Tuesday, August 7, 2012


With education reform a major issue in the 2012 election cycle, Americans need to know and understand exactly what sort of policies currently shape the system — or might come to shape the system should they come to pass. The DREAM Act, the full text for which can be foundhere, stands poised to radically alter schooling and immigration alike should Congress deem it a worthy undertaking. Short for Development, Relief, and Education for Alien Minors, the legislation proposed by Utah’s Orrin G. Hatch — which has been circling around the Senate since 2001 — would provide immigrants both conditional and permanent residency if they arrived in the United States before the age of 15; have lived in the country for at least five consecutive years after moving; registered with Selective Service if applicable; are between the ages of 12 and 29; either completed high school or a GED or have enrolled in college; and are confirmed to possess a fine moral character. As of the 2010 alterations, anyway.
The DREAM Act, however, stands as far more detailed and nuanced than that. At its core, the bill wants to help streamline the process through which promising young immigrants attain residency and even citizenship. And, as such, could very well hold a major impact over the nation’s education and job market alike. The DREAM Act currently putters around Congress, but President Barack Obama has already started applying its core tenets to public policy. June 2012 saw his administration cease the deportation of immigrant children who qualify underneath the legislation’s tenets. So while it has yet to pass, the DREAM Act has already started pushing the nation forward when it comes to providing opportunities for those who headed here to seek them.
  • Obviously, the most major impact here involves providing educational options for some of the most promising immigrant children currently calling the United States home. College graduates, on average, earn a far higher median income than their equivalents with a high school education or lower. Since the DREAM Act offers an easier (not to mention more empowering) path toward citizenship, this means the nation retains the promising professionals for whom it provides. Which, in turn, would pump more moolah into the sloth-like American economy.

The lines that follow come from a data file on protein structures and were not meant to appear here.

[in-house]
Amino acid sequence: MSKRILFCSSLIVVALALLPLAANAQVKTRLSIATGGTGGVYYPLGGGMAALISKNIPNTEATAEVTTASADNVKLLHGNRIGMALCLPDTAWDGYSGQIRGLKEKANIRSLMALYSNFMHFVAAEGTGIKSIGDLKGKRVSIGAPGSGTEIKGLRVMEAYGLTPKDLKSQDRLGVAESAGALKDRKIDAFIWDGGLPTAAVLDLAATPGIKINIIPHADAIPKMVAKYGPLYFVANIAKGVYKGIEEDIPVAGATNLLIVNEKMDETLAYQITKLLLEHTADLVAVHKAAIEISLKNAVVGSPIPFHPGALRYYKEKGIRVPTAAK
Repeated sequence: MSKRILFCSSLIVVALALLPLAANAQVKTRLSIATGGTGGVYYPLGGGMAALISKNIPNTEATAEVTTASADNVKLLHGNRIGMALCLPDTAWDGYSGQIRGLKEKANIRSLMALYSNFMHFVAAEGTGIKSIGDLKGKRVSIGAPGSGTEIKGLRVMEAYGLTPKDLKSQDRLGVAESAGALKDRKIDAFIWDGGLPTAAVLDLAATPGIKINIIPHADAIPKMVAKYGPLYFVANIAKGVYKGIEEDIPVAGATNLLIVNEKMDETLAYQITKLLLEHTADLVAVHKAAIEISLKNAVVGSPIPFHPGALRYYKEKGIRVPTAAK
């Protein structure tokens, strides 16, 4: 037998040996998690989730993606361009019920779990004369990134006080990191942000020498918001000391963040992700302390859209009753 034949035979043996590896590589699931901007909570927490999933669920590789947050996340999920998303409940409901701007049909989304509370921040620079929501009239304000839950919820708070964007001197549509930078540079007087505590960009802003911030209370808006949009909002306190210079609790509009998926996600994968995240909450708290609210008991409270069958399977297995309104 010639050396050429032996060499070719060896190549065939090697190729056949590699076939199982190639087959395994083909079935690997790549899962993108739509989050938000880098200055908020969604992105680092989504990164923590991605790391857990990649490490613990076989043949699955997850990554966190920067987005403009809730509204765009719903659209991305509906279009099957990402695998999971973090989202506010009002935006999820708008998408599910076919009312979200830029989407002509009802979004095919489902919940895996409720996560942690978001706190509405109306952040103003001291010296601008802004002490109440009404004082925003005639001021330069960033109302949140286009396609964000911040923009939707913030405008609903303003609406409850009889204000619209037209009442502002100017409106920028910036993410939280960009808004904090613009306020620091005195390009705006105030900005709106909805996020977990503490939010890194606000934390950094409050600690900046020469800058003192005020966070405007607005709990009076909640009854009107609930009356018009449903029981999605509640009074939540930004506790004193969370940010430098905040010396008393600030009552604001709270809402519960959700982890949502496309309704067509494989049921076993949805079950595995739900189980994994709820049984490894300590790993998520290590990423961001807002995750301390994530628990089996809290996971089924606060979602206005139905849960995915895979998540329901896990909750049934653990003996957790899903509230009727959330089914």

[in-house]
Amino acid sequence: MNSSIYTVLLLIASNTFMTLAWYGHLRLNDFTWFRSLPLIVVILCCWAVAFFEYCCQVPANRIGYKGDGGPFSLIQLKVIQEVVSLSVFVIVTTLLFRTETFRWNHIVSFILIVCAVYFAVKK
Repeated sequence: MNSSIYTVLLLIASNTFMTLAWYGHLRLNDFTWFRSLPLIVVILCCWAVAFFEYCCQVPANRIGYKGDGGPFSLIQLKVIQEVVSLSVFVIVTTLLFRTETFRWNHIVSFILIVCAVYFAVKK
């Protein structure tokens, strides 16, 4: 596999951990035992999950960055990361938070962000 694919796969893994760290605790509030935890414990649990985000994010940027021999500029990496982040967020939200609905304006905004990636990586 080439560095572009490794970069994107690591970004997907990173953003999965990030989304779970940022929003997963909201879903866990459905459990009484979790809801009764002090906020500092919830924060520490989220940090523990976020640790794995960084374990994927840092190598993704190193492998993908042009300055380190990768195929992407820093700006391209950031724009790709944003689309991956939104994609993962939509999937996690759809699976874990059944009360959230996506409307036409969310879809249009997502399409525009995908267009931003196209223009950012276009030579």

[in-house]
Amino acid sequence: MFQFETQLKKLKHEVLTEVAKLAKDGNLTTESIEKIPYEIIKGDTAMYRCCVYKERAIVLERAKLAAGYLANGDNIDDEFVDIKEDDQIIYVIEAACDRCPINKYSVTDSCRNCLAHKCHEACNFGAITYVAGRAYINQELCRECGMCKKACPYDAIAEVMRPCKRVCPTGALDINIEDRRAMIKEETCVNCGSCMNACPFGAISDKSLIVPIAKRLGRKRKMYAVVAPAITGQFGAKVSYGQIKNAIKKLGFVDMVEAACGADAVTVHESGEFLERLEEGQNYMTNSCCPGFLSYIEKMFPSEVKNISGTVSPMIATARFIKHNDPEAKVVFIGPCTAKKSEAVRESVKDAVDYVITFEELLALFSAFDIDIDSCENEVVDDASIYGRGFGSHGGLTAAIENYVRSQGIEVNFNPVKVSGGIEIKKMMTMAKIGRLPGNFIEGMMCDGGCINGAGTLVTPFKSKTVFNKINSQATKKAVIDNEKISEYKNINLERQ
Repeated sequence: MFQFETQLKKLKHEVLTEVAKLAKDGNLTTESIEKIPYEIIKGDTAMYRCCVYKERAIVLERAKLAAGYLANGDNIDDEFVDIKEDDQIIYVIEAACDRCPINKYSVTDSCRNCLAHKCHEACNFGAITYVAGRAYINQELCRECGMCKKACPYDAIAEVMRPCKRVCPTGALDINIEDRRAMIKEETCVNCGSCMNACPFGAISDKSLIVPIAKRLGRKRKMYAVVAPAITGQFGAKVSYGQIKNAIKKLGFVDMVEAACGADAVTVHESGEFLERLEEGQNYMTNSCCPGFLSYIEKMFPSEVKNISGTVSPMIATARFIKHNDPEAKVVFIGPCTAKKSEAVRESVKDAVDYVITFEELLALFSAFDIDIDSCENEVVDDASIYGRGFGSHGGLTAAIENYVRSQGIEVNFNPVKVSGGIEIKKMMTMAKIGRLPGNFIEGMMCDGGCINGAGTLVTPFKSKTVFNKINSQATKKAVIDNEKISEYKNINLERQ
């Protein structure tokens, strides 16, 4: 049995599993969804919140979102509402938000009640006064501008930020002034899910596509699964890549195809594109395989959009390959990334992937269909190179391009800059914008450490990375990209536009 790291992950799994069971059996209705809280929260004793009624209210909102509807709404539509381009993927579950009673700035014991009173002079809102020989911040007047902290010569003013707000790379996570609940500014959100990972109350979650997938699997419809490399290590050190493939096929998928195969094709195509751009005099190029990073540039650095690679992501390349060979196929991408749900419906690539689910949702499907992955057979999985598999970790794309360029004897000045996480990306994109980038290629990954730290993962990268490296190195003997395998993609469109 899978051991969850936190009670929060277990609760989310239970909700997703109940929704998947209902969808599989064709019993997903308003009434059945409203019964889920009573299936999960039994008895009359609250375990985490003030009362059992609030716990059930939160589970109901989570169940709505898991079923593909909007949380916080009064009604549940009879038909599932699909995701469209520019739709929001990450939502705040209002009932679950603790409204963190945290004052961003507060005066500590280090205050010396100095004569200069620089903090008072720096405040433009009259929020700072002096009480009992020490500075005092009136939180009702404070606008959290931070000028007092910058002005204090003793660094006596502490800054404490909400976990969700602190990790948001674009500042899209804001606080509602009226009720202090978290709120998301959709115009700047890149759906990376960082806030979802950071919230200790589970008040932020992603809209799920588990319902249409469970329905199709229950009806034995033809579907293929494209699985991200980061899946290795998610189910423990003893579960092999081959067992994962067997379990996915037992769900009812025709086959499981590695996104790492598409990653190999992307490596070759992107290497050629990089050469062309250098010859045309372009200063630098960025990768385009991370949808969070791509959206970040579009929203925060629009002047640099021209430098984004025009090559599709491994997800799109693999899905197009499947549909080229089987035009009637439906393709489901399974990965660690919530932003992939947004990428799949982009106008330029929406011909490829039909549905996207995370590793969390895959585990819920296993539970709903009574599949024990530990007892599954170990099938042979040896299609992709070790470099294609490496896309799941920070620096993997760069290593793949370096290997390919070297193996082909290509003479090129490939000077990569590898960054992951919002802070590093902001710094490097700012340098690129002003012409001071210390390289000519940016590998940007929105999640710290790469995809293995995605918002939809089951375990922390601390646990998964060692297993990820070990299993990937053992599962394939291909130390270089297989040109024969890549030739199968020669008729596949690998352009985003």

• At the broadest possible level, a society of educated individuals is a society experiencing a decline in crime. Investing time and money into the DREAM Act means lessening the risk of victimization, something which undeniably benefits all Americans across all demographics. Pulling the children of undocumented workers into the mainstream shatters much of the social and economic marginalization that so often leads to heightened crime and violence rates. Rather than shaming them for their residency status, the legislation empowers these intelligent, productive, and promising youngsters to apply their skills toward the dual cause of academic inquiry and pushing humanity forward.
  • DREAM Act advocates such as the American Immigration Council also tout how the billcould help save citizens some taxes or two — or at least re-allocate funds toward other matters. While this means increased expenditures on public education (which, as the previous point notes, leads to a much safer nation), it also means more documented workers paying more taxes with higher incomes. For Americans who complain about their hard-earned money supporting “illegals” who “take away all the jobs,” the DREAM Act directly addresses their criticisms of contemporary policies. Directly addresses them to the tune of an estimated $3.6 trillion over the span of four decades, by the way.
  • Because the educational tenets of the proposal directly lead to economic growth, it stands to reason that the job market will swell in kind. Rather than allegedly “stealing” positions from “real Americans,” students benefiting from the DREAM Act actually create them. So when looking for a viable solution to the country’s current economic slump, supporting this initiative might lead to exactly what the citizenry wants. And all while providing educational opportunities to the children of immigrants seeking a new life and new chances in the United States. Knowledge, everyone: It truly is power.
  • Speaking of power, the DREAM Act also provides incentives to qualified military personnel. Roughly 70,000 of soldiers who enlisted in the Armed Forces since 9/11 are not considered citizens. The GI Bill offers up financial assistance when attending institutes of higher learning, but falls short when it comes to helping them on the road to becoming Americans, should that prove the course they ultimately want to take. The White House believes assisting non-citizen servicepeople with both their educations and their documentation will attract even more to the various military organizations. While this isn’t exactly job creation in the same sense as before, this still establishes some great professional opportunities.
Because Congress seems to endlessly amend the little details of the DREAM Act, policy-savvy Americans need to stay abreast of its current status before casting their votes. Beyond the previously included resources, they should also conduct their own research into what both supporters and detractors have to say. As it stands now, though, the legislation comes packaged with plenty of little perks that could greatly improve the country’s educational and economic standing over time. And, of course, all the subsequent benefits thereof.

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